Acute and late radiation toxicities of proton beam radiation therapy


Over the years there have been almost no publications addressing the complications of proton beam radiation therapy (PBRT) among well-defined series of prostate cancer patients. With the number of PBRT centers now growing fast, good data on the side effects of PBRT are an urgent priority.

Nihei et al. have conducted a prospective Phase II study in Japan, designed to assess the incidence of late rectal toxicities after PBRT among patients with organ-confined prostate cancer. Their study also provides us with information about acute rectal toxicities as well as acute and late bladder toxicities.

The study was carried out by a consortium of three Japanese PBRT facilities. Patients were all intended to be clinical stage T1 or T2, with PSA levels of ≤ 20 ng/ml and Gleason scores ≤ 7. Patients received no hormone therapy either while on study or for 12 months prior to enrollment in the study. The patients were all treated between 2004 and 2007 and received a total dose of 74 GyE in 37 fractions.

The results of the study showed the following:

  • 151 patients were enrolled in the study.
  • The clinical stages of the patients were T1c (n = 75), T2a (n = 49), T2b (n = 9), T2c (n = 17), and T3a (n = 1).
  • The Gleason scores of the patients were 4 (n = 5), 5 (n = 15), 6 (n = 80), and 7 (n = 51).
  • The initial PSA level was < 10  ng/ml in 102 patients and 10-20 ng/ml in 49 patients, respectively.
  • 42 patients (28 percent) had previously received hormonal therapy.
  • Median follow-up was 43.4 months.
  • Acute (temporary) Grade 2 rectal toxicity developed in 0.7 percent of patients (2/151).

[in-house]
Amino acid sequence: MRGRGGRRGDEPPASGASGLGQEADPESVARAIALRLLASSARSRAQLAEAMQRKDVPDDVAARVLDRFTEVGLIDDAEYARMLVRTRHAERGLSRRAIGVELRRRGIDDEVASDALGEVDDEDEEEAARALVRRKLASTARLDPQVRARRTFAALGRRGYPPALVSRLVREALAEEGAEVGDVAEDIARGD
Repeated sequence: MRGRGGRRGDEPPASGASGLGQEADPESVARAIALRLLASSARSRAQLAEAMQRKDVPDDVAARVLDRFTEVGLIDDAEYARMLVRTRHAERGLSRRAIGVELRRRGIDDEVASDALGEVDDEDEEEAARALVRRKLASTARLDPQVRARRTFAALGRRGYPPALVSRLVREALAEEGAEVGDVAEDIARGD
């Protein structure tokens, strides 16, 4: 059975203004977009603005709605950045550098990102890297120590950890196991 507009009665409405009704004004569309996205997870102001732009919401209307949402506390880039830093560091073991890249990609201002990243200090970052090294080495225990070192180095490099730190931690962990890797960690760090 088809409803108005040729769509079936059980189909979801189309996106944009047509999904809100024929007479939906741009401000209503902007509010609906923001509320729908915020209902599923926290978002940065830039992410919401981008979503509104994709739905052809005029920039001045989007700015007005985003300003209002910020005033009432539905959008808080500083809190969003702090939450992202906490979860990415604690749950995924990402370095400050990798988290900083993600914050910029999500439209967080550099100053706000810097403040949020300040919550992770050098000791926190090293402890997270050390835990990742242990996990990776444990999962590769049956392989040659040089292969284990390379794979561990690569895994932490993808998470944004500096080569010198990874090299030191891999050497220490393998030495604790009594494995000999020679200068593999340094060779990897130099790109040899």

• Acute (temporary) Grade 2 bladder toxicity developed in 12 percent of patients (18/151).
  • Late rectal toxicity of Grade 2 or higher was observed in 2 percent of patients (3/147) followed for  > 2 years.
  • Late bladder toxicity of Grade 2 or higher was observed in 4.1 percent of patients (6/147) at 2 years post-treatment.

In this cohort of Japanese patients, the incidence of acute and late rectal toxicities following PBRT for localized prostate cancer was extremely low. The incidence of acute and late bladder toxicities is clearly higher. The abstract does not provide us with detail about the incidence of late bladder toxicities of Grade 3 or Grade 4. Grade 2 toxicities are generally considered to be mild to moderate.

The “New” Prostate Cancer InfoLink looks forward to seeing data on other complications of PBRT in comparable patient cohorts — most particularly the incidence of erectile dysfunction in men who had high erectile function immediately prior to treatment.

5 Responses

  1. Pardon my ignorance, but please define what “toxicity” means in this study?

    [Are you telling us] that erectile dysfunction was simply ignored as an effect of treatment?

  2. A “toxicity” in the context of any study of radiation therapy is an adverse effect of the radiation. In the context of the current study, the rectal toxicities could include a whole variety of things, from chronic diarrhea or radiation burns to the rectum. The bladder toxicities could include urinary tract urgency or frequency, evidence of radiation burns, and similar factors. The details are probably given in the actual paper, but I don’t have access to the full text.